Microbiological and physicochemical characterization of shea butter sold on Benin markets

G.F. Honfo, K. Hell, N.H. Akissoe, A.R. Linnemann, O. Coulibaly

Research output: Contribution to journalArticleAcademicpeer-review


Shea butter, a fat from the nuts of shea tree, is of great nutritional and commercial value for local communities of Africa. The sanitary and physicochemical qualities of shea butter sold in Benin markets are unknown. This study assesses the quality characteristics of 54 samples of shea butter collected from eight markets in Benin, West Africa. Total germs, yeasts and mould varied with markets. Moisture content ranged between 2.5 to 6.2%. Iodine index was around 49 mgI2/100 g, but acid index (4.1 to 6.0 mgKOH/g), peroxide value (9.4 to 11.8 meq O2/kg) and saponification values (186.4 to 193.7 mgKOH/g) showed high variability both within and between samples of different markets. Quality characteristics were poorer for butter collected in the main urban markets (Cotonou, Bohicon and Malanville), due mainly to poor storage conditions. Shea butter could be stored in a clean package before sale to preserve its beneficial qualities.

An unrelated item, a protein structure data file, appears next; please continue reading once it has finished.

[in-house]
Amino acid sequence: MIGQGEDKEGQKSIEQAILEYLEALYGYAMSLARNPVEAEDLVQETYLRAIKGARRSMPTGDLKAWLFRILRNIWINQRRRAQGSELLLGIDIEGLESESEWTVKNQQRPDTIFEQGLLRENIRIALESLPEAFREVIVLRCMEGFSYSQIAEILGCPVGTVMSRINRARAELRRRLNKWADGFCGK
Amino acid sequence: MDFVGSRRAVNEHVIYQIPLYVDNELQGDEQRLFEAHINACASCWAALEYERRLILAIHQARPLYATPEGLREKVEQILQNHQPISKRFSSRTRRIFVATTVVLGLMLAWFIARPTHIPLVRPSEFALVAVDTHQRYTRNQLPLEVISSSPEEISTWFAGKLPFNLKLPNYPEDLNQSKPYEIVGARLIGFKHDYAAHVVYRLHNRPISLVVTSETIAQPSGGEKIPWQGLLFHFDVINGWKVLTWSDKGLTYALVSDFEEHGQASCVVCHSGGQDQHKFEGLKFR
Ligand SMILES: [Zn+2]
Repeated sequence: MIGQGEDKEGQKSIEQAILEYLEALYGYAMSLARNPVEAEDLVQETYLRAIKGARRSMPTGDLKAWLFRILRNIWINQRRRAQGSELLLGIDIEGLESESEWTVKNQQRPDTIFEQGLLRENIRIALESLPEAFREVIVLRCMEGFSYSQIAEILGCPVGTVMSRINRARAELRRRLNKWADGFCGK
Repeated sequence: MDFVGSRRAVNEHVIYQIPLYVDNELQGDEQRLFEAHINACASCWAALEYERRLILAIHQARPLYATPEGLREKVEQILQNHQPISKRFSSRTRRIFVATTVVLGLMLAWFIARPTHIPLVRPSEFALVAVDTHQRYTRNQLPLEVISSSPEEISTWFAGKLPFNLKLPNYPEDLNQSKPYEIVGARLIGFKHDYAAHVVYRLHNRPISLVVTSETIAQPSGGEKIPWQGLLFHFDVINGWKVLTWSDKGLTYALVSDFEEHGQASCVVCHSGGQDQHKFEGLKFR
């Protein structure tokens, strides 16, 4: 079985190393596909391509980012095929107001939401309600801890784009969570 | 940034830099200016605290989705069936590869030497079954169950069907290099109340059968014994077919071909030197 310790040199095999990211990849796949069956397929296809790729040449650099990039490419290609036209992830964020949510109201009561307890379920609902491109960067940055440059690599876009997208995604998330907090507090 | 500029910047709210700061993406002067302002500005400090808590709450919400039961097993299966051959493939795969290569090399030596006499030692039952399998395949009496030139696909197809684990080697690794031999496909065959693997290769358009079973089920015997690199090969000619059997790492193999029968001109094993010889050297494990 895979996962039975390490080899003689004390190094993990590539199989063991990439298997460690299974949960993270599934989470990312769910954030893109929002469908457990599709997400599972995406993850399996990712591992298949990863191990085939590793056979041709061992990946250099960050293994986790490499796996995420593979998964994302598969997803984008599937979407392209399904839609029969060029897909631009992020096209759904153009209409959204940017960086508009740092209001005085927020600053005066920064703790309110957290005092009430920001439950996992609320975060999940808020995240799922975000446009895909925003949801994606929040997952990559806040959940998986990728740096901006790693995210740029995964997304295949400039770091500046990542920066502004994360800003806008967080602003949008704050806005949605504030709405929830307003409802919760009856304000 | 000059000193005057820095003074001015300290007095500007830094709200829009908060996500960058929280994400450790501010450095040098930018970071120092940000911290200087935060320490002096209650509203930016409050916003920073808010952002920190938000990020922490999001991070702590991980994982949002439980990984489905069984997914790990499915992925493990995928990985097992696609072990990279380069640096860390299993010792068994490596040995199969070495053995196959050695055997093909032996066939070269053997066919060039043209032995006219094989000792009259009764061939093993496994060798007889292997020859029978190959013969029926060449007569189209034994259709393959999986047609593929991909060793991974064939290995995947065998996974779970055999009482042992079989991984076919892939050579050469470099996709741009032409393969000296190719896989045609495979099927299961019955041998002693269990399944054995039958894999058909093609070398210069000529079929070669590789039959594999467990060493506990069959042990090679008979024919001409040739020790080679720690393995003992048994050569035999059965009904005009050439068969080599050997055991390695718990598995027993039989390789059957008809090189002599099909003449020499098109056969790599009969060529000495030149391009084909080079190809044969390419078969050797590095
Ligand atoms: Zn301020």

Original languageEnglish
Pages (from-to)24-29
JournalJournal of Stored Products and Postharvest Research
Issue number3
Publication statusPublished - 2012


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